depicting the hero’s homecoming, ushers in a tableau of songs and dances, again
recalling earlier movements, in honour of Russia’s glorious victory. The crash
of tam-tams and peal of bells caps proceedings in appropriately triumphal
the year after Prokofiev returned to the Soviet Union for good, also marked two
important anniversaries: the 30th anniversary of the Bolshevik Revolution and
the centenary of the death of poet Alexander Pushkin. With the latter in mind,
Prokofiev became involved in three major projects - stage adaptations of Eugene
Onegin and Boris Godunov, and a film version of The Queen of Spades. In the
event, none of these projects was ever realized, but the composer - resourceful
as ever - re-used the music in a number of major compositions over the next
decade. In the 1960s, as part of the wider rehabilitation of Prokofiev's
output, the conductor Gennady Rozhdestvensky assembled a suite of movements
from these aborted projects under the title Pushkiniana.
that the film was never shot, it would be impossible to recreate the score for
The Queen of Spades in the way intended by Prokofiev. The extracts chosen by
Rozhdestvensky demonstrate the composer's empathy for the two main characters,
Hermann and Liza - the one ominous and restless, the other elegant and wistful.
These are followed by a Polonaise depicting the Ball Scene towards the climax
of the drama.
Prokofiev recalled in his autobiography, it was the Eugene Onegin project that
most interested him, but the production at the Moscow Chamber Theatre fell
through by decree of the Committee for Artistic Affairs, the score remaining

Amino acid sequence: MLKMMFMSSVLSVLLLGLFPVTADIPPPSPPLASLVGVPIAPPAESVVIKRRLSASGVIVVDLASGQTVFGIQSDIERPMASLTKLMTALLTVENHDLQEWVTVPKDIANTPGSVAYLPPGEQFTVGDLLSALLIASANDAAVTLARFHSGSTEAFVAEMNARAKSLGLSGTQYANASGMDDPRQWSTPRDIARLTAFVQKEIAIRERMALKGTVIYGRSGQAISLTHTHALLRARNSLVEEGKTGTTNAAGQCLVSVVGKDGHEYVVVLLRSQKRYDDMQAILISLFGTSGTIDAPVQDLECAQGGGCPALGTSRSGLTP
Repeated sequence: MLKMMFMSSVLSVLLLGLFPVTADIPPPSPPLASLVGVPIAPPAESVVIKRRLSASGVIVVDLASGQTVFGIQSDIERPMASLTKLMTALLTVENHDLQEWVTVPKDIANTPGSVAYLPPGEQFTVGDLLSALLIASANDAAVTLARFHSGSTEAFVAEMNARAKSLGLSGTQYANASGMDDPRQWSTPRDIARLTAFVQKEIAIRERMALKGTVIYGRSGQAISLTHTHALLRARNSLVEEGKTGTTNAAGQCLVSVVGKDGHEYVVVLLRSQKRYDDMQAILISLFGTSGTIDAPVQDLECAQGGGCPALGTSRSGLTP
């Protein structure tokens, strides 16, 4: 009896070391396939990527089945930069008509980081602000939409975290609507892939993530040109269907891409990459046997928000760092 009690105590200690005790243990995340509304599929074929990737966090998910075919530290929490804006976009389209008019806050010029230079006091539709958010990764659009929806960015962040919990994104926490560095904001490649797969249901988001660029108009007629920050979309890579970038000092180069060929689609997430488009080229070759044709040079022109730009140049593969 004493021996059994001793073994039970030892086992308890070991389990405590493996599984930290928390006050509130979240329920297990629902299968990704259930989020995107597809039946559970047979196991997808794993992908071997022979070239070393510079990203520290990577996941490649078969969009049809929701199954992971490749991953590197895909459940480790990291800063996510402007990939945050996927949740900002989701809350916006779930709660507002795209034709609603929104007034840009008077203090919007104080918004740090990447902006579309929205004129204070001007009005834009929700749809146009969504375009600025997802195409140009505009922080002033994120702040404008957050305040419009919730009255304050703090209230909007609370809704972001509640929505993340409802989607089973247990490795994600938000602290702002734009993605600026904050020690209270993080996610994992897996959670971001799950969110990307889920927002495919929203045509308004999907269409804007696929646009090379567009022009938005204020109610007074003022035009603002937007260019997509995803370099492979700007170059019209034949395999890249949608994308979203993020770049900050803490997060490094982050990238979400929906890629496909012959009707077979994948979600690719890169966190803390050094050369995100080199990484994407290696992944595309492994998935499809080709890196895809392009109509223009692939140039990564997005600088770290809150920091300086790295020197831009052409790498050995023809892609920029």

unheard in its entirety until a BBC broadcast in 1980. The extracts selected
and orchestrated by Rozhdestvensky are from the divertissement depicting the
Grand Ball at the Larins: a gently-paced Menuet, a lively Polka with a moodier
central section, and a Mazurka alternately engaging and yearning in manner.
innovative music for Boris Godunov was shelved when the director, Vsevolod
Meyerhold, fell foul of the authorities, and remained unheard until a Moscow
production in 1957. The Polonaise depicts the scheming Imposter during the
fountain scene, in music which recalls similar set-pieces in the operas of
Glinka and Tchaikovsky.
better fate awaited Prokofiev’s incidental music to Radlov’s production of
Shakespeare’s Hamlet, which opened in Leningrad on 15 May 1938. Of the ten
numbers which comprise the score, The Ghost of Hamlet’s Father evokes the
presence of the spirit in sombre, even wrathful terms.
comparison with the success of Alexander Nevsky, Prokofiev and Eisenstein’s
collaboration on Ivan the Terrible was a failure. Part One of this historical
chronicle was released in January 1945, with Part Two following towards the end
of that year. However, Stalin’s growing paranoia as to the representation of
the Czar he himself identified with proved fatal to the project, Part Three
being left in fragments at Eisenstein’s death. Dance of the Oprichniks is a
vivid depiction of the ruthless body guard which carries out Ivan’s decrees to
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PROKOFIEV, S.: Alexander Nevsky / Pushkiniana (Rus...